There is also music software and a variety of utilities. 

There is heavy emphasis on dynamic/scripting languages (partly for storage economy), but of course one can perform customary programming after obtaining appropriate open-source tools.  Mono should work, and other languages like F# should be usable via Mono providing a cross-over from scripted to compiled languages.  In developing for the XO, it is possible to develop applications in C as well as Python, with the second recommended where possible.

There's also interesting social support and the fostering of a community involving XO tools, including those for programming:

  • Ad hoc collaboration using the mesh among nearby XOen, with illustration of several activities, including examples of programming
  • There is public information and a wiki on the overall project and where contributors can participate

For cybersmith development of new kinds of applications for the XO platform itself, there are emulators of the XO that run on PCs.  It is possible to develop with just the Sugar development environment.  But for the novice enthusiast and budding programmer, I think the best experience is by obtaining the real deal and using it like any student can.  You can be part of this:

"Although we believe you will love your XO laptop, you should understand that it is not a commercially available product and, if you want help using it, you will have to seek it from friends, family, and bloggers. One goal of the G1G1 initiative is to create an informal network of XO laptop users in the developed world, who will provide feedback about the utility of the XO laptop as an educational tool for children, participate in the worldwide effort to create open-source educational applications for the XO laptop, and serve as a resource for those in the developing world who seek to optimize the value of the XO laptop as an educational tool. A fee based tech support service will be available to all who desire it. We urge participants in the G1G1 initiative to think of themselves as members of an international educational movement rather than as 'customers.' "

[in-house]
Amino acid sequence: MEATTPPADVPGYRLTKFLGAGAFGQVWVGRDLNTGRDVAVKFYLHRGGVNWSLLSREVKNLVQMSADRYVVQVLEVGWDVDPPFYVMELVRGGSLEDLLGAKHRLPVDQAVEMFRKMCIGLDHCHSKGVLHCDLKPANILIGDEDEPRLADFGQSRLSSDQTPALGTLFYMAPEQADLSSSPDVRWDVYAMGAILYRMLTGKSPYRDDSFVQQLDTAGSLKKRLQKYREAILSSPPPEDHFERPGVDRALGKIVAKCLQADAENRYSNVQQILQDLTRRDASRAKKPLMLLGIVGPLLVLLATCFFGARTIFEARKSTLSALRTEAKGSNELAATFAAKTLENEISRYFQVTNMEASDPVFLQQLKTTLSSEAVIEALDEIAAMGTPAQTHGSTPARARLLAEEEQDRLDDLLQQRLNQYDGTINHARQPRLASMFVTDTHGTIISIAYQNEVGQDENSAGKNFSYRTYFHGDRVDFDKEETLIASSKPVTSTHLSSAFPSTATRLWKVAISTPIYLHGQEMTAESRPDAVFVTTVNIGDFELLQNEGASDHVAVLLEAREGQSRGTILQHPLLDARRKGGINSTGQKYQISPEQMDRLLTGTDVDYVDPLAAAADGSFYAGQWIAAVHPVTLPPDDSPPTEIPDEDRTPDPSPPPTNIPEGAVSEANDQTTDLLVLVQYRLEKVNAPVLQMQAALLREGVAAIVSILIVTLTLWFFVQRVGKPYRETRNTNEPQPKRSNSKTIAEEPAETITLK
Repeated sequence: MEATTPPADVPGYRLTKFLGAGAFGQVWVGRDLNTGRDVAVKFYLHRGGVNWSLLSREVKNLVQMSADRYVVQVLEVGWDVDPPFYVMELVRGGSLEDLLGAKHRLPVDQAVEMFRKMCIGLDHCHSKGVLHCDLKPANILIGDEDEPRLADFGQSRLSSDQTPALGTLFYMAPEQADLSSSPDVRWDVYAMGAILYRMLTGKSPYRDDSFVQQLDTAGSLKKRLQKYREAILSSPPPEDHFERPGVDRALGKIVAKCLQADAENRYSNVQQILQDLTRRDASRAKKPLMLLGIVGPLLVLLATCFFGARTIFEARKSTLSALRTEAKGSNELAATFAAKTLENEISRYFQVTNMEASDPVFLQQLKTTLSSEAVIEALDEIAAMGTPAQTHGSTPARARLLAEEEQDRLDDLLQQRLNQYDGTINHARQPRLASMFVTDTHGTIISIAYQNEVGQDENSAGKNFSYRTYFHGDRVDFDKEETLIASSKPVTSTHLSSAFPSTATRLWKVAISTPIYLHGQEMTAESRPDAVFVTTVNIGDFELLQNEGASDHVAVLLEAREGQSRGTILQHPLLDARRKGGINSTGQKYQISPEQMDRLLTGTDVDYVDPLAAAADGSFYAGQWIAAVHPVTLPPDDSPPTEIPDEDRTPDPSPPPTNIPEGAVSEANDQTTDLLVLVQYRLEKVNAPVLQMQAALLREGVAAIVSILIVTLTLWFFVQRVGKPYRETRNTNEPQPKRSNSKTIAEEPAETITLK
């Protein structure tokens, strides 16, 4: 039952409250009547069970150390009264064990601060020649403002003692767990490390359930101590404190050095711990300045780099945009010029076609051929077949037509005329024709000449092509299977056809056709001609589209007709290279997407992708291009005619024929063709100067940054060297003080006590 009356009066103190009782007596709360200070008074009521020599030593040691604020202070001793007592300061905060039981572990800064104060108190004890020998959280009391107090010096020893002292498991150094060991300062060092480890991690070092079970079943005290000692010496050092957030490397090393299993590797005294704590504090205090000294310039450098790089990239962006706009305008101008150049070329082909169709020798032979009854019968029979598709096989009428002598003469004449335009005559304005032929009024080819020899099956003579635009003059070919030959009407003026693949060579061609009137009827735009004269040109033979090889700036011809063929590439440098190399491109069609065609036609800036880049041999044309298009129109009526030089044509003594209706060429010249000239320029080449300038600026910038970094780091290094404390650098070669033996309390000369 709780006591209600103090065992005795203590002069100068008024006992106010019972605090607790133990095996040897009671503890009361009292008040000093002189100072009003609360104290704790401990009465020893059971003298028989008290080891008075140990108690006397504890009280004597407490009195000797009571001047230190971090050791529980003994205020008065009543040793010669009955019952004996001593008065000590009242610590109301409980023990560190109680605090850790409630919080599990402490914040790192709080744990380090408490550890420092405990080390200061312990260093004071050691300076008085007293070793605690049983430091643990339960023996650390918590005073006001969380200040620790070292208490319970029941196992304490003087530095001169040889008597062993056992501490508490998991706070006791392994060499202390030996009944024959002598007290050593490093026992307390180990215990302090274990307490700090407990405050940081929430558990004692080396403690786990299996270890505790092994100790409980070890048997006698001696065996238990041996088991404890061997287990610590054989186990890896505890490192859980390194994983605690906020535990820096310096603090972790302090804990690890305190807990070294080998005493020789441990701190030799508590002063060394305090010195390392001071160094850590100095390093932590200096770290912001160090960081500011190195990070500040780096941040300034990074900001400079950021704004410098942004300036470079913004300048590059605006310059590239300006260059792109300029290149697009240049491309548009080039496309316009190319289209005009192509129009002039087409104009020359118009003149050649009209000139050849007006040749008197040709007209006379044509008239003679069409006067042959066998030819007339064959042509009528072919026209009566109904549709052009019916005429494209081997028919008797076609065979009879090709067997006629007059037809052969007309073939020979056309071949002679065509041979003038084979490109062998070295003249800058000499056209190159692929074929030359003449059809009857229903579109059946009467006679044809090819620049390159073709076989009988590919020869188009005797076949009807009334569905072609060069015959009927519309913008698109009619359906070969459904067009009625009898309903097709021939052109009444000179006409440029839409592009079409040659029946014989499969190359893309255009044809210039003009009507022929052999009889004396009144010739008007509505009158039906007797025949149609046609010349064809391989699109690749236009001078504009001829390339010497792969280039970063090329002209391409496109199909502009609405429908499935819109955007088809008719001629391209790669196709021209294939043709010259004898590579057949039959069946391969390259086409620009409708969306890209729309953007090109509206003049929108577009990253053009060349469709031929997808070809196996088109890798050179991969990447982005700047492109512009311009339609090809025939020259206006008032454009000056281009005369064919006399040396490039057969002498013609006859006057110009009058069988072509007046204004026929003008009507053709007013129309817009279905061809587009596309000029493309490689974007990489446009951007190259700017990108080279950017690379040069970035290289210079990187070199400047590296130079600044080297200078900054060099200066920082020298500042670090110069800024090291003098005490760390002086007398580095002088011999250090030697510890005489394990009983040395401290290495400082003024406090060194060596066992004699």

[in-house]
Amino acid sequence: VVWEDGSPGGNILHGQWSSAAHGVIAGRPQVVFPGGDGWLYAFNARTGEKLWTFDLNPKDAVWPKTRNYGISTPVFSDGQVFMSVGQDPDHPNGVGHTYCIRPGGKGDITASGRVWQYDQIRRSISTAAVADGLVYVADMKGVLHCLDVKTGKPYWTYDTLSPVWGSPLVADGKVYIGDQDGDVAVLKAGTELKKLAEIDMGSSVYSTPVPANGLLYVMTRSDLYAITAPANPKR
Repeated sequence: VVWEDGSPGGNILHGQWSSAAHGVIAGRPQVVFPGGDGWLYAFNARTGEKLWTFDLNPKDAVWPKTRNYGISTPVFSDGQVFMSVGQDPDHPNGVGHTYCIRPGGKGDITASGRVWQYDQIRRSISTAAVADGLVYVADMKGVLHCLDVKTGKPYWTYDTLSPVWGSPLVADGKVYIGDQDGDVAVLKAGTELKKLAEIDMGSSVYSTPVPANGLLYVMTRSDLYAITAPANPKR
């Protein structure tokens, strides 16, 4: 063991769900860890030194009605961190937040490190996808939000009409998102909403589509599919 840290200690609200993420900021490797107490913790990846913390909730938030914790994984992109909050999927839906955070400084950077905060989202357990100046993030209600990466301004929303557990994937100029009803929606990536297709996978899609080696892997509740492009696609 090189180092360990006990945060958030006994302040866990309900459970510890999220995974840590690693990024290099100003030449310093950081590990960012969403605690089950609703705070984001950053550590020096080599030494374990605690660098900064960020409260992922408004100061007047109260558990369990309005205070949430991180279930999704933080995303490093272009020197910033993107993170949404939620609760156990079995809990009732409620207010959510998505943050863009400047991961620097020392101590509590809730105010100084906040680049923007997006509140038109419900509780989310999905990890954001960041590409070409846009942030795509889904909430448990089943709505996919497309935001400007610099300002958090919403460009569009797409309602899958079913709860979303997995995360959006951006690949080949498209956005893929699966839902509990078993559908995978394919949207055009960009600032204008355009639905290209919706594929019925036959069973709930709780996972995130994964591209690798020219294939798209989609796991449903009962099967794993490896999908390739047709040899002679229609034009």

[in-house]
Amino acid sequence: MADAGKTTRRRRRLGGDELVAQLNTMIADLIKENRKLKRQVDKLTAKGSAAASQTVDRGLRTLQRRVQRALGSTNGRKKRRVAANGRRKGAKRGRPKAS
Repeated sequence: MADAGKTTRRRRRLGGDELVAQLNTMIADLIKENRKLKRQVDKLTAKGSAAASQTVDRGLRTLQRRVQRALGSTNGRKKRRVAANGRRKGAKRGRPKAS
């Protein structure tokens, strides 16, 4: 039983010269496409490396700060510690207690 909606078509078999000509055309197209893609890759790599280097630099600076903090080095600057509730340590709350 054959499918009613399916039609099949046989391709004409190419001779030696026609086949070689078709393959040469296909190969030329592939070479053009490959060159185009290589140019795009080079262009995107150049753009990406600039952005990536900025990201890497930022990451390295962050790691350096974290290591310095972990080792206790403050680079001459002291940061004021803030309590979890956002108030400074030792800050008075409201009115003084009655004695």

[update 2007-11-17: I wanted to repair two clumsy spots and I ended up adding more, including a declaration of my personal discomfort with thoughtless parroting of open-source slogans.  I am completely aligned with the objectives while uncomfortable with the confusion of means and ends that seem to over-promise (and confuse) the choice of an open-source license with the spirit of community projects and peer production.  Also, I need to write at my keyboard, 100 times, it is "Give 1 Get 1," not the reverse.]